The New Mexico Public Regulation Commission is updating and improving the state’s interconnection rules. The changes will be a relief for solar and storage installers and developers as they remove common pain points, allow for speedier (more informed) reviews and take more advantage of advanced technology.
“New Mexico’s rules had not been updated in over a decade and interconnection was becoming a major impediment to deployment of community solar, energy storage, and other projects in the state,” said Sky Stanfield, attorney for the Interstate Renewable Energy Council (IREC). “The new rules are transparent, robust, and track national best practices in a range of areas. This decision will enable the use of new technologies and will facilitate efficient and safe interconnection of projects going forward.”
One of the most important developments in the new rules, according to IREC, is that they now recognize a class of projects called non- and limited-export projects, in which controls are used to limit whether or how much electricity is sent from the DER system to the grid.
Recognizing and enabling this capability is a key part of capturing the benefits of energy storage in particular. As technologies like energy storage have outpaced DER interconnection rules, many export limiting projects have faced barriers to interconnection because the review processes that utilities use are based on inaccurate assumptions about how these systems will operate.
The new rules recognize export limiting capabilities and establish appropriate review processes that safely and reliably review these projects in accordance with how they operate. As part of this, New Mexico became the first state in the nation to adopt a screen to evaluate the impacts of the “inadvertent export,” that can occur in export controlled systems under certain conditions.
The new rules also establish a timeline and pathway for the use of smart inverters in New Mexico.
Smart inverters are advanced inverters that can sense conditions on the grid and modify a DER system’s operation to support the stability of the grid (among other functions). The Commission ruled that starting on March 28, 2023. all new inverters on DER systems will be required to be smart inverters that comply with the requirements of IEEE
The use of smart inverters can enable the grid to accommodate significantly higher levels of DERs with less need for costly upgrades.
“These changes are a major milestone in adopting smart inverter settings realized in the new IEEE 1547-2018 standard and transparently implementing them in New Mexico,” said IREC Regulatory Program Engineer Midhat Mafazy, who provided technical guidance on best practices in this area. “IREC applauds the NM PRC’s efforts to recognize and establish minimum requirements for generating facilities meeting IEEE 1547-2018, and to require oversight (through stakeholder engagement and Commission approval) of any remaining IEEE 1547-2018 settings.”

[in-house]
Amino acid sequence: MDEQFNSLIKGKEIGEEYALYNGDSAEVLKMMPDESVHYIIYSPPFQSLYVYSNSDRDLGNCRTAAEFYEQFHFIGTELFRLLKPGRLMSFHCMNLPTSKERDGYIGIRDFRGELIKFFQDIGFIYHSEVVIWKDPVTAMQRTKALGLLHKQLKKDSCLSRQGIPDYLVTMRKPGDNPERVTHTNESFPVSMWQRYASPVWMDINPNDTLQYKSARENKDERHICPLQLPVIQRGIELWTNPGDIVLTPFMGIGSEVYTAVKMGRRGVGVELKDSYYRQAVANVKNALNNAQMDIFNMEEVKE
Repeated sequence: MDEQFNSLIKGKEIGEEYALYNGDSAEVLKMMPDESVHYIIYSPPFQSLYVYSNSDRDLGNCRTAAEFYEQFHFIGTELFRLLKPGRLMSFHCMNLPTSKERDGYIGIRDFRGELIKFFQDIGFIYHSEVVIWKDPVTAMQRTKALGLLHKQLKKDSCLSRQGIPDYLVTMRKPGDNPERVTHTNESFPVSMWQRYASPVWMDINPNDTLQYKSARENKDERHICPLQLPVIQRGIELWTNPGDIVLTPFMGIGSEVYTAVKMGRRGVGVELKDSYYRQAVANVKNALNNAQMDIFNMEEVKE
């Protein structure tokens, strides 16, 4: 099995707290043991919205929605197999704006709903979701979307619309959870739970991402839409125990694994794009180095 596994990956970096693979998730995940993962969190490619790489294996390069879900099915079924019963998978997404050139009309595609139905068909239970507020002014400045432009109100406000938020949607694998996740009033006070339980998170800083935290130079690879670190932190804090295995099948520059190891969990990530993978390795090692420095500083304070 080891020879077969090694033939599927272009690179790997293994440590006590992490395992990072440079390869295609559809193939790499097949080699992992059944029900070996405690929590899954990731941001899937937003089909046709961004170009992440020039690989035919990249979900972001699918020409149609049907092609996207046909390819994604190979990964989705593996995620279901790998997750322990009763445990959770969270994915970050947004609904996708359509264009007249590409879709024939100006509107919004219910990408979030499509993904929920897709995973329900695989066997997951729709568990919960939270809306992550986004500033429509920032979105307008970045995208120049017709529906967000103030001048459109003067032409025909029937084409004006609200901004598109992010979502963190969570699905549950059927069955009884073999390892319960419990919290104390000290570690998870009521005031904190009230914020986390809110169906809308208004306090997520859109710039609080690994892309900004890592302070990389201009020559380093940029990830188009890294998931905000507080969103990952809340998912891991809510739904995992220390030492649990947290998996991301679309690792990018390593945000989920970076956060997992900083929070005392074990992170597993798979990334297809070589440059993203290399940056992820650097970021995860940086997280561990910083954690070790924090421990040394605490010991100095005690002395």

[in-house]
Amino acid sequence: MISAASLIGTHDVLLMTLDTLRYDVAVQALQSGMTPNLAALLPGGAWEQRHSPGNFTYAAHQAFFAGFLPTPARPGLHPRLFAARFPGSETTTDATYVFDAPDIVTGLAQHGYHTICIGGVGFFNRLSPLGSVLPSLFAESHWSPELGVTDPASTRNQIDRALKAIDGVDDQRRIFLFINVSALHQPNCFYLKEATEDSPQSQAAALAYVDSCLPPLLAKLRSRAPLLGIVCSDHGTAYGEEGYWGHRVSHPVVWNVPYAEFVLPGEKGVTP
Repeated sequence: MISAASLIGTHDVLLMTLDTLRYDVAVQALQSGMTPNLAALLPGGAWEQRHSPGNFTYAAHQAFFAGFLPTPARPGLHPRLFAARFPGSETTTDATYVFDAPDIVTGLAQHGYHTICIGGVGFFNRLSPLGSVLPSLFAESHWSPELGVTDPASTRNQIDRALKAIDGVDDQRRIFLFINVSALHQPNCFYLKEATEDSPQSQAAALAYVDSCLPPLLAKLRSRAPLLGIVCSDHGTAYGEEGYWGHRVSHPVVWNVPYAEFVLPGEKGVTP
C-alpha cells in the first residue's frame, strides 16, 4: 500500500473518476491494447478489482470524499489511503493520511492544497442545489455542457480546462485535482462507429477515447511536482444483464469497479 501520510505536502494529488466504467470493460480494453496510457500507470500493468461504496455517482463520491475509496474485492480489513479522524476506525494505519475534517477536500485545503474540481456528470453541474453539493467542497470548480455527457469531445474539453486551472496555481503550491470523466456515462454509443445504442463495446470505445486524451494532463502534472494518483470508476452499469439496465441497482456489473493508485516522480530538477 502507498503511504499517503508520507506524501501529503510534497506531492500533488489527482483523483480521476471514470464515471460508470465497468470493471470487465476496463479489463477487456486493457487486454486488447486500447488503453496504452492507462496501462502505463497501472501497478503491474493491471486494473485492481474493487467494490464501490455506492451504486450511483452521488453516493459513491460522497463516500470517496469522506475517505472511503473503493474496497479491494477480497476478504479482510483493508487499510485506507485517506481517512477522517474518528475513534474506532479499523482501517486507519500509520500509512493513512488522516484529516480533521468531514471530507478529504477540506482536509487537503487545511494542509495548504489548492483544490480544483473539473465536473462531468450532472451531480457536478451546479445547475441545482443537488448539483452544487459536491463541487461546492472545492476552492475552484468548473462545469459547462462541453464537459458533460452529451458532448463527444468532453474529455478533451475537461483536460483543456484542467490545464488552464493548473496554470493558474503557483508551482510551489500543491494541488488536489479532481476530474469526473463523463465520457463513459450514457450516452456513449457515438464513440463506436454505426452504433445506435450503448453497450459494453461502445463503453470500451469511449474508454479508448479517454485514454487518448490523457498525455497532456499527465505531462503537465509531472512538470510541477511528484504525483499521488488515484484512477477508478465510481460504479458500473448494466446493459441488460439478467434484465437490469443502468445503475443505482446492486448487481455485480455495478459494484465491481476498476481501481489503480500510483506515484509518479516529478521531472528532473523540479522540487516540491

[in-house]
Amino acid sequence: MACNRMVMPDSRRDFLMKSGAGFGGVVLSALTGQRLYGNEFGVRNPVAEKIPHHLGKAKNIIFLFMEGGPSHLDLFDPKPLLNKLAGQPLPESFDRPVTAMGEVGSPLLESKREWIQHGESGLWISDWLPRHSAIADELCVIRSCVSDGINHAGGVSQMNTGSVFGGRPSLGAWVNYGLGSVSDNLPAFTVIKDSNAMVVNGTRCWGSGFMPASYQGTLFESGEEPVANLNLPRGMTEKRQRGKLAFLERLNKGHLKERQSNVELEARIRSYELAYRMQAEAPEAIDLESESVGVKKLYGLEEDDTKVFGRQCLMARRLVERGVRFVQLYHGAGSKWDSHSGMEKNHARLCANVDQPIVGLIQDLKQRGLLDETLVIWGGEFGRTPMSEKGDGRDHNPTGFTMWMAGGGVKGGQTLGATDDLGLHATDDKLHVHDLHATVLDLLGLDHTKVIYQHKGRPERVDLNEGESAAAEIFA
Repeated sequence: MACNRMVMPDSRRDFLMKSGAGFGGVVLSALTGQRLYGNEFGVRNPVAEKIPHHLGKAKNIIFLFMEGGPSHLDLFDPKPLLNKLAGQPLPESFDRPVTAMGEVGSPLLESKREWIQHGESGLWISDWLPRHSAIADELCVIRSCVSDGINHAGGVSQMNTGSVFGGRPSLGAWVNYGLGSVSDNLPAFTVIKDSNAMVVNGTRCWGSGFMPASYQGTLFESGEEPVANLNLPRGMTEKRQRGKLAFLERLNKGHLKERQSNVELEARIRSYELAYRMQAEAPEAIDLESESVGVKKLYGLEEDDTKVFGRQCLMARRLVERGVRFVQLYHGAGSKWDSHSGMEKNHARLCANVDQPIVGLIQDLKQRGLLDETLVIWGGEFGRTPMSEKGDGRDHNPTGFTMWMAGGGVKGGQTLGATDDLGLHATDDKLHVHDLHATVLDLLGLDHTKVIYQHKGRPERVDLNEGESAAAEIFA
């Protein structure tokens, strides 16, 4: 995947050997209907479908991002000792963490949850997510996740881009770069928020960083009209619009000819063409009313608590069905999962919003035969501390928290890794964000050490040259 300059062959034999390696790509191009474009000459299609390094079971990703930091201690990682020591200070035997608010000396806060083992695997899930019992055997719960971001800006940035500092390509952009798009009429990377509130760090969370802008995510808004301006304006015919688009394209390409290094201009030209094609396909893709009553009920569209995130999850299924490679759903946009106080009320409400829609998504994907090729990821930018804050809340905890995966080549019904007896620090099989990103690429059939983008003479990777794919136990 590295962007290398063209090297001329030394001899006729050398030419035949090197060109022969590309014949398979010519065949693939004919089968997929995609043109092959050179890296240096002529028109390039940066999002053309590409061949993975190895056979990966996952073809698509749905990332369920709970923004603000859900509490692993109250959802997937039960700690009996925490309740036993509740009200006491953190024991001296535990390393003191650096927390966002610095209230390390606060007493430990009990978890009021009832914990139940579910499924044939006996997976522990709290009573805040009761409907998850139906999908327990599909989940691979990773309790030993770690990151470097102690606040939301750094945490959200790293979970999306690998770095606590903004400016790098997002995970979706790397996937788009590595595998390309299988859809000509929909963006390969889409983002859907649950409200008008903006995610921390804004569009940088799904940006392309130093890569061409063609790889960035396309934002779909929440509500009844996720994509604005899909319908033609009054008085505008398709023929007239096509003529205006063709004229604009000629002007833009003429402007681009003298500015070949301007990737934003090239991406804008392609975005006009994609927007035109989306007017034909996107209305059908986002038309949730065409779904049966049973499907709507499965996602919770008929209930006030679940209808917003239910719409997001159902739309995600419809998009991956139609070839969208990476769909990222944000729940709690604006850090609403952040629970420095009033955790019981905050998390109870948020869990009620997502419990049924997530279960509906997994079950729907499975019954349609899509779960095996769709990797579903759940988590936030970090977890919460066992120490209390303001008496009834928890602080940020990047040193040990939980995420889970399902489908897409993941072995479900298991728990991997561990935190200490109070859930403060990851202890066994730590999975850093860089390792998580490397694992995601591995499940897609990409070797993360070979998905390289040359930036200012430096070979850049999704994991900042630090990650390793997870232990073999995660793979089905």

The new interconnection rules also include changes to the screening processes that utilities use to evaluate the potential impacts that a proposed project could have on the grid when deciding whether to approve it for interconnection.
Larger projects can now qualify for simplified and fast track review processes, particularly if they utilize export limiting. Additionally, a common but imprecise rule of thumb that is used in the interconnection process (“15% of peak load”) was replaced with a more precise screen based on more relevant grid conditions (“100% of minimum load”).
Utilities are now required to track data on the status of interconnection requests and report on that data twice per year.
Across the nation, despite the fact that interconnection delays are a common challenge for renewable energy projects, lack of data and required reporting is a major barrier to increased accountability that could improve the process. This tracking requirement will allow the Commission to assess compliance with established interconnection processes and timelines.
In the event that the interconnection review process determines that a project cannot interconnect without costly upgrades to equipment on the grid, project developers will now have a pathway to modify their projects in certain instances to address the system constraints identified. This pathway could enable projects to interconnect that otherwise would have had to withdraw and reapply for interconnection review, a process that can add months or years to the development timeline.
Finally, the new interconnection rules also open the door to more equitable distribution of grid upgrade costs.
Historically in New Mexico, and most other states, if a proposed project requires upgrades to the grid to safely interconnect, the developer must pay the full cost of those upgrades, even though subsequent projects will benefit from them. The Commission adopted new rule language that allows it “to consider, on a case by case basis, whether a particular situation may be eligible for cost-sharing (whether among similarly situated applicants or in rates).”
Although the details of such cost sharing policies will be developed in a future ruling, the decision to create a pathway for cost sharing is notable and consistent with emerging best practices around the nation.
Many of these practices are based on recommendations developed by IREC and a team of expert partners under a multi-year project called “BATRIES,” which aims to reduce cost and time barriers to the safe and reliable interconnection of energy storage with support from the U.S. Department of Energy Solar Energy Technologies Office.
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